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Blog Roundtable: Notre Dame

With Notre Dame being one of the two or three biggest games of the season, I decided to gather together a variety of Michigan minds to discuss reactions to Michigan's early season performance, and of course the showdown Under The Lights. Six different bloggers participated, and their answers are below.

Everyone agrees that Gardner will have to limit turnovers for Michigan to win tomorrow.

Question One: Grade Michigan's CMU performance

Zach Travis at Maize N' Brew: B+. The only thing stopping this from being an A is the few small issues like the early interceptions and the two third-and-long conversions. Otherwise, Michigan did just about everything you want to see a team do against an opponent that shouldn't be able to keep up. The offense marched down the field using a variety of running backs, it struck on a couple big pass plays, and it converted two-thirds of its third down opportunities and both fourth down tries. The defense held CMU to just over two yards/carry, a completion percentage under 50%, and forced turnovers. Even the special teams added a touchdown and a couple scintillating returns. It wasn't perfect — and CMU was missing its starter at tailback and quarterback because of injuries early in the game — and that's the only thing that keeps if from an A.

Chris Gaerig at Burgeoning Wolverine Star: B+. Like most people, the offensive line was my biggest concern entering the matchup with Central Michigan. They acquitted themselves well, but the numbers don't lie: Fitzgerald Toussaint's 4.1 YPC is a troubling sign against a MAC opponent. Excise his one 20-yard run and Fitz averaged 2.8 YPC on 13 rushes. The offensive line and Toussaint will need to do a much better job against Notre Dame's powerful defensive front.

Defensively, the team looked great, but caveats about strength of the opposition apply. The loss of Jake Ryan won't be as significant as previously thought, and the defensive line should be better than last year, when it was one of the team's strongest units.

Notre Dame didn't look great against Temple in week one, so a comparable performance from Michigan should keep them competitive. My hope is that Al Borges left a ton of tricks in the bag against CMU that will open up easy yards/points for the Michigan offense.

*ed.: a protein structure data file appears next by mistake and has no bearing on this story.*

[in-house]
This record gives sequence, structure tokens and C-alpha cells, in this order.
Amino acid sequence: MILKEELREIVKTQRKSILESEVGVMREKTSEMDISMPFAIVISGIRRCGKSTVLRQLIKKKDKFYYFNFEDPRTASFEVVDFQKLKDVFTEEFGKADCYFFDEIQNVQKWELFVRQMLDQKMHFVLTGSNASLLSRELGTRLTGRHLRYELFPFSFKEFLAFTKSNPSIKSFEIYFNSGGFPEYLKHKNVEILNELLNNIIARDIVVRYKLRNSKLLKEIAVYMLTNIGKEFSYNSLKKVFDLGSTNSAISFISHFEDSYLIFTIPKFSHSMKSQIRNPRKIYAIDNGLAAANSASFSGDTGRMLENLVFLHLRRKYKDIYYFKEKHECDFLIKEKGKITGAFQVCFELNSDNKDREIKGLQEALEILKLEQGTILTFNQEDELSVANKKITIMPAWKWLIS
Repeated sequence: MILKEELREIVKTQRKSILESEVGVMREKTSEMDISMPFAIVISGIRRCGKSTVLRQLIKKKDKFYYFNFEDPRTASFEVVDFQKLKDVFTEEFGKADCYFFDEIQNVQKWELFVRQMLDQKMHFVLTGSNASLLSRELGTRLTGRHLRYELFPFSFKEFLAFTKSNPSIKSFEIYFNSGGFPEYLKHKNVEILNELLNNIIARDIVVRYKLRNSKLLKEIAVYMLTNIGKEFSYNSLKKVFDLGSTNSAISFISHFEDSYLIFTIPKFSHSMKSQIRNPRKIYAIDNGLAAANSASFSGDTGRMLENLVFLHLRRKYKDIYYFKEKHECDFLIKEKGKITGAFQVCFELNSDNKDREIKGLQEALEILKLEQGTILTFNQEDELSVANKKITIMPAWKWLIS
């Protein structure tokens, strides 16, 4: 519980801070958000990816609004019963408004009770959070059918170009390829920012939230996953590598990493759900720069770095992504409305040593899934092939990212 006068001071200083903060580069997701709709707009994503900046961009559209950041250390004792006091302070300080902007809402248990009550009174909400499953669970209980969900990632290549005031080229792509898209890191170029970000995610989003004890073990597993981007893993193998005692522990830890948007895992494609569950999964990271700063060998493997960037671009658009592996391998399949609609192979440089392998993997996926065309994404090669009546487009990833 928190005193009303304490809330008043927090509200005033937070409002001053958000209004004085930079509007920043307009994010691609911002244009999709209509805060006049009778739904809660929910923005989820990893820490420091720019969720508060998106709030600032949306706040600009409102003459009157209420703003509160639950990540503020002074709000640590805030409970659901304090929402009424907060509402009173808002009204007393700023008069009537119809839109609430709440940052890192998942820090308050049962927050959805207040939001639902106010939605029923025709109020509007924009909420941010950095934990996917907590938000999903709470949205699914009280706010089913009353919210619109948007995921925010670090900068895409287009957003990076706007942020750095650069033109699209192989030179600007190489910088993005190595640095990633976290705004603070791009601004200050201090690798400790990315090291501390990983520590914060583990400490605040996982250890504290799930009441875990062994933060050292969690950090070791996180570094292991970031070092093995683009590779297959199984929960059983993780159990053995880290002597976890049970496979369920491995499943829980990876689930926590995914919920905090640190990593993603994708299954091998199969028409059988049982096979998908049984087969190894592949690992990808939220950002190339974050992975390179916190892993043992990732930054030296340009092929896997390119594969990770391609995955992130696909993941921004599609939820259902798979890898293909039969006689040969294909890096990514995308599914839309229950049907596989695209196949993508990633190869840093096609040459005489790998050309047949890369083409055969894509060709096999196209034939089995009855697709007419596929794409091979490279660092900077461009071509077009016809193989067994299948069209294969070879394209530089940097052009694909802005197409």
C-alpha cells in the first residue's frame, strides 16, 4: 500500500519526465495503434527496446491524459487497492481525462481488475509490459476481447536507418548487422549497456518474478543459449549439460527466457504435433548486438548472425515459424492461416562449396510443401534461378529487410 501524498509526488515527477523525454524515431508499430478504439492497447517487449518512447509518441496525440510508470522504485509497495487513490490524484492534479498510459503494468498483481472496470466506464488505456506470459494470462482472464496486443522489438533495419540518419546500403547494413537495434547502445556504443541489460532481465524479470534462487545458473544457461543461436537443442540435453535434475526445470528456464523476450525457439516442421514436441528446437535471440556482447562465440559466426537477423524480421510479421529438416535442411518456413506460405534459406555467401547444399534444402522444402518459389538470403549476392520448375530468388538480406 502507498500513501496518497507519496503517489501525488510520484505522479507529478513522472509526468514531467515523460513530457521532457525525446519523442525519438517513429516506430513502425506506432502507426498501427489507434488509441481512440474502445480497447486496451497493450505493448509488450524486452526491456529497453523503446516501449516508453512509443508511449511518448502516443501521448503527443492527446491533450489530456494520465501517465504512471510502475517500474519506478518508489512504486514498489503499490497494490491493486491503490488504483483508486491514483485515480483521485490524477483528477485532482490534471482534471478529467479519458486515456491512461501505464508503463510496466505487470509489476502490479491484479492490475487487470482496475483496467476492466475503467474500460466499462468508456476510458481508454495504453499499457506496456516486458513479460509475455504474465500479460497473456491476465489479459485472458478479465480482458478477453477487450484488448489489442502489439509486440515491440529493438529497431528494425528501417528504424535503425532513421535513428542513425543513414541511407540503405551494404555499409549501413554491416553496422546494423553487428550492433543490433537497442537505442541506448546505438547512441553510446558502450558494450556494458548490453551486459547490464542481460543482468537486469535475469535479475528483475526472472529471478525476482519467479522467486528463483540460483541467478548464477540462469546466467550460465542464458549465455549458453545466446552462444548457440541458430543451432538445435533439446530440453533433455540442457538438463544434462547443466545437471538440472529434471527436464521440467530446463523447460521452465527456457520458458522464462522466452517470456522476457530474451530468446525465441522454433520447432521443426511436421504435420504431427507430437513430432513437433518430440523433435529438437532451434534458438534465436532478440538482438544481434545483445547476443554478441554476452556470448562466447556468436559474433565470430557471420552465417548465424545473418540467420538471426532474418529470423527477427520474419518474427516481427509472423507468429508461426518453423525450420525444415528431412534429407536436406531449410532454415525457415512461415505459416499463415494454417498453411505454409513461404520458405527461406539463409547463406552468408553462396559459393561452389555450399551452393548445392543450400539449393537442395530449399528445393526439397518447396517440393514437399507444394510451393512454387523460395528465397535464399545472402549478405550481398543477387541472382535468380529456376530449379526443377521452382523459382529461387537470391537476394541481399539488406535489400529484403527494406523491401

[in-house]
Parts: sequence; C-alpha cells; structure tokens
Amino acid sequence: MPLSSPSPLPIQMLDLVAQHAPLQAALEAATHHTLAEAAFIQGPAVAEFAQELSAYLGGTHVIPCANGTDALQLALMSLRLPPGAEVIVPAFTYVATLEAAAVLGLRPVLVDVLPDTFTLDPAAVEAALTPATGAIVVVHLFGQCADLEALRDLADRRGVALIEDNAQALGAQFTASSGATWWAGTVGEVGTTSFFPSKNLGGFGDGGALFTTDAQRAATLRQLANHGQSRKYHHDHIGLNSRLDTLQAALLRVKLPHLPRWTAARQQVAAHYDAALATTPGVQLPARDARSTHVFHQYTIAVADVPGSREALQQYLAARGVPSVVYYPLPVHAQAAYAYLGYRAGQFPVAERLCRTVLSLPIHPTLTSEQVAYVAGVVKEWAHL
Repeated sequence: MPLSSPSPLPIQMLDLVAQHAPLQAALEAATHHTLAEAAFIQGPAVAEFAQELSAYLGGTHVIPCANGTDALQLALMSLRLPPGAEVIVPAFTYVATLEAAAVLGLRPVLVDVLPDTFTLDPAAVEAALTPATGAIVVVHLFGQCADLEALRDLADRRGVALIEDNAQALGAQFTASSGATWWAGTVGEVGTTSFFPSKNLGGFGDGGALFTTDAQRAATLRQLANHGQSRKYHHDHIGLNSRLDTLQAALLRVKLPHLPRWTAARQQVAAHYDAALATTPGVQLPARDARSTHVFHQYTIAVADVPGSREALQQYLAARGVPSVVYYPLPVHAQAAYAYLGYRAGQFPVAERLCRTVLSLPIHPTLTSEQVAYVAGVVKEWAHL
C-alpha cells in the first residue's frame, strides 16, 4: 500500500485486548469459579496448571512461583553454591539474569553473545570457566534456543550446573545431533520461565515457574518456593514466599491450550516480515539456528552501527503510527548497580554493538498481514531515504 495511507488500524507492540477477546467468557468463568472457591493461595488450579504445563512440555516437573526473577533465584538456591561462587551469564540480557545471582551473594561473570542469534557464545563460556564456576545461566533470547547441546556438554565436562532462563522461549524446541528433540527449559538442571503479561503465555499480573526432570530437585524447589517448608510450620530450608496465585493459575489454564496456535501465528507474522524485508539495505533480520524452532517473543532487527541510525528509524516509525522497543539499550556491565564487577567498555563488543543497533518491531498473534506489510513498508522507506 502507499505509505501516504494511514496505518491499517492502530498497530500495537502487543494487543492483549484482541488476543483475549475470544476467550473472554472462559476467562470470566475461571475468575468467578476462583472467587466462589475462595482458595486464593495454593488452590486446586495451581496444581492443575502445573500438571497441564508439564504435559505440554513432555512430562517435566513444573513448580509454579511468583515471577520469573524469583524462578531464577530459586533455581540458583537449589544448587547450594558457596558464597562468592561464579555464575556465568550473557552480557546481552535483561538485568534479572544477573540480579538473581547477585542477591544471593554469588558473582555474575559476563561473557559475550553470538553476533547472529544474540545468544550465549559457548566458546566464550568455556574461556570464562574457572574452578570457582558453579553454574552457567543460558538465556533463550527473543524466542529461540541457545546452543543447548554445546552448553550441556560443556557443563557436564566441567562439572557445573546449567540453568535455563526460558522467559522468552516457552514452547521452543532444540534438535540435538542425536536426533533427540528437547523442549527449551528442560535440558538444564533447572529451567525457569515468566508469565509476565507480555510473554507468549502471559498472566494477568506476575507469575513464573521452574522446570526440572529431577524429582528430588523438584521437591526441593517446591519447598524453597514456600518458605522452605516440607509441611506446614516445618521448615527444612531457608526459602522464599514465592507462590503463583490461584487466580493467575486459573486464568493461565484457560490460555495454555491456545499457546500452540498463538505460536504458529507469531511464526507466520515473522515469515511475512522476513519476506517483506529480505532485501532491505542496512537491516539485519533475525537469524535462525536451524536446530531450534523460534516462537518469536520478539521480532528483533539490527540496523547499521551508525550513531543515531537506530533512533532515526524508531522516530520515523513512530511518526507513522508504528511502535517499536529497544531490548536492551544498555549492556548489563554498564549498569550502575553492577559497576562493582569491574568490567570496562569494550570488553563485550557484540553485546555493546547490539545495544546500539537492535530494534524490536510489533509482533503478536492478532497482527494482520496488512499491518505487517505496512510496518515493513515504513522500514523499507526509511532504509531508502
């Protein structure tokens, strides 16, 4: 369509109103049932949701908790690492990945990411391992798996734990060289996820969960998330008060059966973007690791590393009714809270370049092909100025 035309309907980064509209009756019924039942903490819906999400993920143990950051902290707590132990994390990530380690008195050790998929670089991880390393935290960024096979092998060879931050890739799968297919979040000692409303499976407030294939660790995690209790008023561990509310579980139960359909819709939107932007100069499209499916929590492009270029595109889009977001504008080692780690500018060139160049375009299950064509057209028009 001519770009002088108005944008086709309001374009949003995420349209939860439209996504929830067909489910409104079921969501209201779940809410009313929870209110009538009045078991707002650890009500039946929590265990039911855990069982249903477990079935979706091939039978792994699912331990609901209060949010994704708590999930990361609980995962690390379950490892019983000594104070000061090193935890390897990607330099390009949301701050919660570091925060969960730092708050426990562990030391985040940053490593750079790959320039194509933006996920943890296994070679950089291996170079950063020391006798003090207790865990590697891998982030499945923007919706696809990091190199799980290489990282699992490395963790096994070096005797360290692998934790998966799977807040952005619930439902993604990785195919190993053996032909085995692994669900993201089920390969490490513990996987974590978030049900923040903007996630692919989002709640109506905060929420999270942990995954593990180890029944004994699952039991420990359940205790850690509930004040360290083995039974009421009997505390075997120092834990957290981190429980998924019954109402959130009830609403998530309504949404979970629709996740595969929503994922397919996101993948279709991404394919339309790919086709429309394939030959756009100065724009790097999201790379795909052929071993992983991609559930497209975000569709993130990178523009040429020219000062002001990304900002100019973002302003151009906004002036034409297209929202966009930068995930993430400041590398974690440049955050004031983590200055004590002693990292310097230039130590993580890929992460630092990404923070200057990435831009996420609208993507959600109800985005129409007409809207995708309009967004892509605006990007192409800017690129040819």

Ace Anbender at MGoBlog: B+. Gardner's two interceptions and just a little bit of shakiness in the secondary keep me from pushing this into the 'A' territory; it was going to be hard to get there anyway against a middling MAC team (CMU is not as good as their record last year would indicate).

Joshua Henschke at The Big House Report: To keep the opponent in perspective, I would rate the play of Michigan a solid B+. Yes, scoring 59 points should warrant an A grade, but I saw some things Michigan could improve on. Most notably, Devin Gardner's decision making earlier in the game. Two rushed throws for two interceptions which one was almost housed. Though considering first game jitters and rust were likely reasons for a not-so-great start, Michigan played great football. Offensive and defensive line play was great, freshman stepped up, and senior Cam Gordon had himself a really great game as well. All things to be taken as positives heading into Notre Dame week.

Brad Muckenthaler at MaizeNBlue Nation: Given we saw maybe 50% or less of the Michigan offensive playbook and maybe even less of the defense, I'd say it's tough to give an impartial grade given such an inferior opponent. In terms of what Michigan needed to do to beat Central Michigan and do so in a convincing fashion, I'd say mission accomplished. I'll take a satisfying win against a directional Michigan school for an opener rather than a brutal beatdown at the hands of the best team in country like we did a year ago.

Schofield and the offensive line are clearly the biggest key for Michigan's success on Saturday.

This Saturday, they just need to button up some of the mental miscues that so often plague opening games. Errant throws, penalties, and special teams errors are forgivable when you're playing an overmatch MAC squad. But when it's Notre Dame, on a much bigger stage, everything is amplified. I think 2 years ago Michigan may have gotten more caught up in the emotion of the atmosphere than the Irish did.

Justin Potts at Maize & Go Blue: I give Michigan a solid B for its performance last Saturday. Coach Hoke would probably assess it a little differently and he said as much after the game, rattling off a long list of things he didn't like about the Wolverines' performance. But for a season opener against a MAC school, Michigan did exactly what it was supposed to do: win big. The Wolverines didn't struggle like Michigan State and Ohio State did. They didn't give up 600 yards like Nebraska did. They won convincingly and gave the backups a quarter and a half of game action.

This Saturday will be a different story. Devin Gardner can't afford to throw a pick inside his own 10-yard line, the offensive line will have to get more push against Notre Dame's stout front to allow the running backs to rush for more than 2.8 yards per carry when big plays are removed, and the defense will have to get just as much pressure on the quarterback as it did CMU's.